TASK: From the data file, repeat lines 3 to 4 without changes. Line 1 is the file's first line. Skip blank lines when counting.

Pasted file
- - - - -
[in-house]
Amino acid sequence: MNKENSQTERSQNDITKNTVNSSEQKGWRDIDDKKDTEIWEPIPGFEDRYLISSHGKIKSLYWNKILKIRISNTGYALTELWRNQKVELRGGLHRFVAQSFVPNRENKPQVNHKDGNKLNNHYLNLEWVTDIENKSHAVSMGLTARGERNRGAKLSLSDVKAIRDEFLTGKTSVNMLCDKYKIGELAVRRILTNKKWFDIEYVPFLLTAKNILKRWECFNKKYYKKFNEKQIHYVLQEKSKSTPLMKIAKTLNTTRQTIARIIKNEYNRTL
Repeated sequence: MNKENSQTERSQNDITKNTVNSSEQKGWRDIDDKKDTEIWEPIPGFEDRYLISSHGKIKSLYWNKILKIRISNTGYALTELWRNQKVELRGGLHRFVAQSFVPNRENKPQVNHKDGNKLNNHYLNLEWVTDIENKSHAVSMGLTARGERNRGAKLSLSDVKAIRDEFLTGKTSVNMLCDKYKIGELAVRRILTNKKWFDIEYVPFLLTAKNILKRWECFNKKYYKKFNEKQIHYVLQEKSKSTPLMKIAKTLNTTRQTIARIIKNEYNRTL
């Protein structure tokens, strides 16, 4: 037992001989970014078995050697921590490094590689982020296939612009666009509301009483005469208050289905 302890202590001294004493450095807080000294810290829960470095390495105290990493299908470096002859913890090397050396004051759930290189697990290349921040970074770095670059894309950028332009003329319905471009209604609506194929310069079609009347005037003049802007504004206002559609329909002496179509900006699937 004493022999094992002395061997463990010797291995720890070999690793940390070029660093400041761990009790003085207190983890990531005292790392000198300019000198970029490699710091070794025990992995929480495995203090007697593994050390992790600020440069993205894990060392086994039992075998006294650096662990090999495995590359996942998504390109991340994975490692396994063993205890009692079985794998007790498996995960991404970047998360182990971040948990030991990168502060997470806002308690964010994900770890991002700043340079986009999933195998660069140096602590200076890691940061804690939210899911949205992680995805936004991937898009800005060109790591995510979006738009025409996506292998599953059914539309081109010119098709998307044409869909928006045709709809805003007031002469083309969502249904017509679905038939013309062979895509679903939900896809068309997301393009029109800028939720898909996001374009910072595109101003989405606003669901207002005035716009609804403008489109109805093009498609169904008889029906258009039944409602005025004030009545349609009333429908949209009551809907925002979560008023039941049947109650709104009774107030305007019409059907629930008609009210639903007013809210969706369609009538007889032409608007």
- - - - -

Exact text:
Repeated sequence: MNKENSQTERSQNDITKNTVNSSEQKGWRDIDDKKDTEIWEPIPGFEDRYLISSHGKIKSLYWNKILKIRISNTGYALTELWRNQKVELRGGLHRFVAQSFVPNRENKPQVNHKDGNKLNNHYLNLEWVTDIENKSHAVSMGLTARGERNRGAKLSLSDVKAIRDEFLTGKTSVNMLCDKYKIGELAVRRILTNKKWFDIEYVPFLLTAKNILKRWECFNKKYYKKFNEKQIHYVLQEKSKSTPLMKIAKTLNTTRQTIARIIKNEYNRTL
């Protein structure tokens, strides 16, 4: 037992001989970014078995050697921590490094590689982020296939612009666009509301009483005469208050289905 302890202590001294004493450095807080000294810290829960470095390495105290990493299908470096002859913890090397050396004051759930290189697990290349921040970074770095670059894309950028332009003329319905471009209604609506194929310069079609009347005037003049802007504004206002559609329909002496179509900006699937 004493022999094992002395061997463990010797291995720890070999690793940390070029660093400041761990009790003085207190983890990531005292790392000198300019000198970029490699710091070794025990992995929480495995203090007697593994050390992790600020440069993205894990060392086994039992075998006294650096662990090999495995590359996942998504390109991340994975490692396994063993205890009692079985794998007790498996995960991404970047998360182990971040948990030991990168502060997470806002308690964010994900770890991002700043340079986009999933195998660069140096602590200076890691940061804690939210899911949205992680995805936004991937898009800005060109790591995510979006738009025409996506292998599953059914539309081109010119098709998307044409869909928006045709709809805003007031002469083309969502249904017509679905038939013309062979895509679903939900896809068309997301393009029109800028939720898909996001374009910072595109101003989405606003669901207002005035716009609804403008489109109805093009498609169904008889029906258009039944409602005025004030009545349609009333429908949209009551809907925002979560008023039941049947109650709104009774107030305007019409059907629930008609009210639903007013809210969706369609009538007889032409608007």